Soft Flour Tortillas Without Shortening : Tortillas Sin Manteca Y Rexal

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Introduction: Soft Flour Tortillas Without Shortening : Tortillas Sin Manteca Y Rexal

There is nothing better than standing in the kitchen and stealing from the fleshly made pile of warm tortillas before dinner. Traditional flour tortillas are a no rise dough made with vegetable shortening and baking powder. After my dad started having high cholesterol, we started making them with olive oil instead of shortening and eliminated the baking powder from the recipe. This recipe will give you about 20 soft warm tortillas that you won't feel guilty stealing from the just done pile!

Supplies

  • 4 cups all purpose flour
  • 1 teaspoon salt
  • 1/2 cup olive oil (regular or virgin, virgin has a stronger taste so it just depends on what you are aiming for)
  • 1 1/3 to 1 1/2 cups of warm water
  • extra flour to sprinkle your surface

Utensils

  • rolling pin
  • measuring cups and spoons
  • big bowl
  • sifter or strainer to sift
  • clean towel
  • flat surface for rolling out the dough
  • nonstick skillet

Step 1: Adding the Ingredients

Sift the flower into a large bowl. You can do this with a standard sifter or by putting it in a strainer and shaking it. Add the salt to the flower and mix with a spoon. Then add the olive oil and mix with the spoon again until it is well mixed.

Step 2: Knead the Dough

Start with mixing in 1 1/3 cups of warm water at first. I like to mix it with the spoon and then knead it with my hands. Proceed to add more water by the tablespoon until your dough is smooth and doesn't crack. It might feel a little bit sticky when you first add more water, that is ok, it will get better as you knead it.

Step 3: Separate Into Balls

Separate into 1 1/2" balls by either breaking the dough or by squeezing the balls out between your thumb and index. Lay these out to rest for 30 minutes or more under a clean towel. The resting will make them easier to roll and the towel will prevent them from drying up.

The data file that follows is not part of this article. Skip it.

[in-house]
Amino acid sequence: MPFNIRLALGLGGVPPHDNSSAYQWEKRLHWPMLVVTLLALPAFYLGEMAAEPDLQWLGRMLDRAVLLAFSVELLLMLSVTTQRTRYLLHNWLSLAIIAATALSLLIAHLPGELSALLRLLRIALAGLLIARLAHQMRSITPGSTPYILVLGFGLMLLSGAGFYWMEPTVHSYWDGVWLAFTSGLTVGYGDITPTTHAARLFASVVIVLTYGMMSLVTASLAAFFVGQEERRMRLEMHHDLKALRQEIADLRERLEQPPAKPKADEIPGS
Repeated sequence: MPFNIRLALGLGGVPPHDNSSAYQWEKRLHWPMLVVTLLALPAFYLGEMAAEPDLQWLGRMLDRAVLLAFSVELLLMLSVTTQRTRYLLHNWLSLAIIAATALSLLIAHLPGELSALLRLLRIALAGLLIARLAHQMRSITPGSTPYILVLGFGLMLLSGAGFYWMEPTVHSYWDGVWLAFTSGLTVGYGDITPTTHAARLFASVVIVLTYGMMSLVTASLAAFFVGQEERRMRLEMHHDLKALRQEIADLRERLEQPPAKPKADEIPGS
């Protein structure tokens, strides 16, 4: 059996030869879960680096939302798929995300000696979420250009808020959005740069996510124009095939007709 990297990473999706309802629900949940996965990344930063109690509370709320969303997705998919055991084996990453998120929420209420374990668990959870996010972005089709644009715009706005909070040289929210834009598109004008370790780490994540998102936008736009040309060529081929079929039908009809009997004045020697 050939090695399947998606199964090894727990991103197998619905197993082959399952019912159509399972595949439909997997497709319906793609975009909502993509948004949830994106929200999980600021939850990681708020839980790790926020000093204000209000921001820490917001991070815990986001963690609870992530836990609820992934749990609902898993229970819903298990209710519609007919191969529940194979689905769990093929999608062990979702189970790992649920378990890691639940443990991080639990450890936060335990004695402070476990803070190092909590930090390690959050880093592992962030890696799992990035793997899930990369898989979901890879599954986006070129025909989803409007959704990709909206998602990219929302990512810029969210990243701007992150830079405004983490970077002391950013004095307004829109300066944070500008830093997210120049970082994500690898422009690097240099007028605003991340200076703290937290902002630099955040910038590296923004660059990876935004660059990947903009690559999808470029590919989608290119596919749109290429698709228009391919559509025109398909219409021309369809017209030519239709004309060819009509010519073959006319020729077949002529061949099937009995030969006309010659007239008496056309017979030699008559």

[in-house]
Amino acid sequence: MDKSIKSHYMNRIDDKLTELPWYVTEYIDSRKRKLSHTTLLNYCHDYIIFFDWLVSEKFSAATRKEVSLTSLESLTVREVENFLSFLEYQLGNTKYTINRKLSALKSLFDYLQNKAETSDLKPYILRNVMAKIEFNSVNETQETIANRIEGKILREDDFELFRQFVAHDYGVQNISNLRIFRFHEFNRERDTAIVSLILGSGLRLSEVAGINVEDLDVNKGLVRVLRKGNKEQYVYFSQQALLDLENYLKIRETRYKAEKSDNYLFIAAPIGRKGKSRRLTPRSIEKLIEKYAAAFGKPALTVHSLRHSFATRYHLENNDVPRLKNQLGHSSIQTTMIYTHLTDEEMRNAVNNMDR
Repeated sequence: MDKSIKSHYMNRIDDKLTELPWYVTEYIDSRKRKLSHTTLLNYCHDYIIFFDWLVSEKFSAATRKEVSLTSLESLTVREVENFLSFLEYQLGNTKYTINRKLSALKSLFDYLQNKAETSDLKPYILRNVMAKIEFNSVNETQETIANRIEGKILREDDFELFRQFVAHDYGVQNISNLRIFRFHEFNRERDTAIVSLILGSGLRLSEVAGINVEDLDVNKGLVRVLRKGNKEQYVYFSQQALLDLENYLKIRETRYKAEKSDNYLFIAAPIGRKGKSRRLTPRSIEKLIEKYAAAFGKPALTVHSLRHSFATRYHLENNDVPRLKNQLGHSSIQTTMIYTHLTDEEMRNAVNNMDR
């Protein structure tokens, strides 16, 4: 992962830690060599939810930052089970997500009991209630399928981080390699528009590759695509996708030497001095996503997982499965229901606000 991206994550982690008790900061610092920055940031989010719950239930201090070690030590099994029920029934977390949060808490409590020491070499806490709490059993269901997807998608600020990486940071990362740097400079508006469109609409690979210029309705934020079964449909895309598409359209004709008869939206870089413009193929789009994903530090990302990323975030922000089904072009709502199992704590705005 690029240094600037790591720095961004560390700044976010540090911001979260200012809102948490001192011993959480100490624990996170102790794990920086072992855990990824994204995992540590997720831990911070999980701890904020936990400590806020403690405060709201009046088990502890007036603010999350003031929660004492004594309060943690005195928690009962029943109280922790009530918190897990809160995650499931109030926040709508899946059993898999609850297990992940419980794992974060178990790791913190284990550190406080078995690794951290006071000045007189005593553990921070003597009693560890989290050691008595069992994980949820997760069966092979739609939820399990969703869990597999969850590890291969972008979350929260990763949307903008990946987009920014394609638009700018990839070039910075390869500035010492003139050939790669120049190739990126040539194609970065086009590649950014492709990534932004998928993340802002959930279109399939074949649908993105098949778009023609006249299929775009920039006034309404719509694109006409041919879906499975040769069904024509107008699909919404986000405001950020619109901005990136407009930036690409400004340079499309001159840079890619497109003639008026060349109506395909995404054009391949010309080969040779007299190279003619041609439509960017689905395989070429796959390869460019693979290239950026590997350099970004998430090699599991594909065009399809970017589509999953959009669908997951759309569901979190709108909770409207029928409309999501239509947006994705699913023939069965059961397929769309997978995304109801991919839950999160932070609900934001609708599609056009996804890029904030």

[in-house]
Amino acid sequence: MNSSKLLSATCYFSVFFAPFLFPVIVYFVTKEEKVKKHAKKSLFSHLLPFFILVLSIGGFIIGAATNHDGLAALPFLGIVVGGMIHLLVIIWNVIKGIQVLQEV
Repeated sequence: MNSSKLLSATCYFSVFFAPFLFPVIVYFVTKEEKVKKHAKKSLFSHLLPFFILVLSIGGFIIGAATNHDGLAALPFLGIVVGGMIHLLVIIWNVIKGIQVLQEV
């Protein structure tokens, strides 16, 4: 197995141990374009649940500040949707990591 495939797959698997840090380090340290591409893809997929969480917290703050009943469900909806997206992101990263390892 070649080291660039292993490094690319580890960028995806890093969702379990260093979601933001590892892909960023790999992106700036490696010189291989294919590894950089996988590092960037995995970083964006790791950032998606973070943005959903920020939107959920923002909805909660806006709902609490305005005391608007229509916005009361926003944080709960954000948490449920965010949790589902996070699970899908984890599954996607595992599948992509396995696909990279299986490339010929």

Step 4: Rolling

Sprinkle some flower on your surface and on your rolling pin and roll out a circle. It helps to not press too hard and to rotate it often. If you are being called on by the circle police, you can use a pizza cutter to cut out the imperfections and get a rounder circle.

Step 5: Cooking

Directly after rolling out, place in a medium/high preheated skillet. Let it cook on one side 20-30 seconds. Bubbles should start to form and look semi-cooked. If dark brown patches start to form in this time span reduce the heat; similarly if it is taking longer than 30 sec then bring up the heat.

Turn the tortilla over and cook for another 30 seconds. The tortilla should be soft and flexible. If it breaks when it is folded, it means it is being cooked for too long. When done, place on a towel and cover or keep warm in a tortilla basket.

Keep leftovers in the fridge for up to 5 days (if they can last that long without being eaten!) and reheat them on the skillet. They will get softer when they are reheated, but again if left too long on the skillet they will become brittle.

enjoy!

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    5 Comments

    0
    ehabib
    ehabib

    Tip 1 year ago

    I tried it yesterday, and it was great!
    I kneaded it for 5-10 minutes. I also floured while rolling them out to prevent sticking, though next time I may try just a bit of oil.
    I found my best temperature, medium heat, ended up toasting the outside just a bit.

    0
    RichF3
    RichF3

    1 year ago

    Going to try, but see what it's like half masa

    0
    jjmcgaffey
    jjmcgaffey

    Reply 1 year ago

    Isn't masa corn? They sell mixed corn and wheat tortillas, so it should work, but the texture is quite different from flour tortillas.

    0
    Unbottled
    Unbottled

    Reply 1 year ago

    Hi! I love that you are going to try and I hope you enjoy them :)

    jjmcgaffey, so close! Masa means dough, any kind of dough....there is a corn flour brand named Maseca used to make 'masa de maseca' for corn flour tortillas, so it's easy to get them confused. The process is different with Corn flour you don't need a 'fat' to keep the dough together, so the added ingredients are only water and salt. Also instead of a rolling pin, we use a press to flatten or shape them with our hands.
    As for the half flour half corn I am intrigued!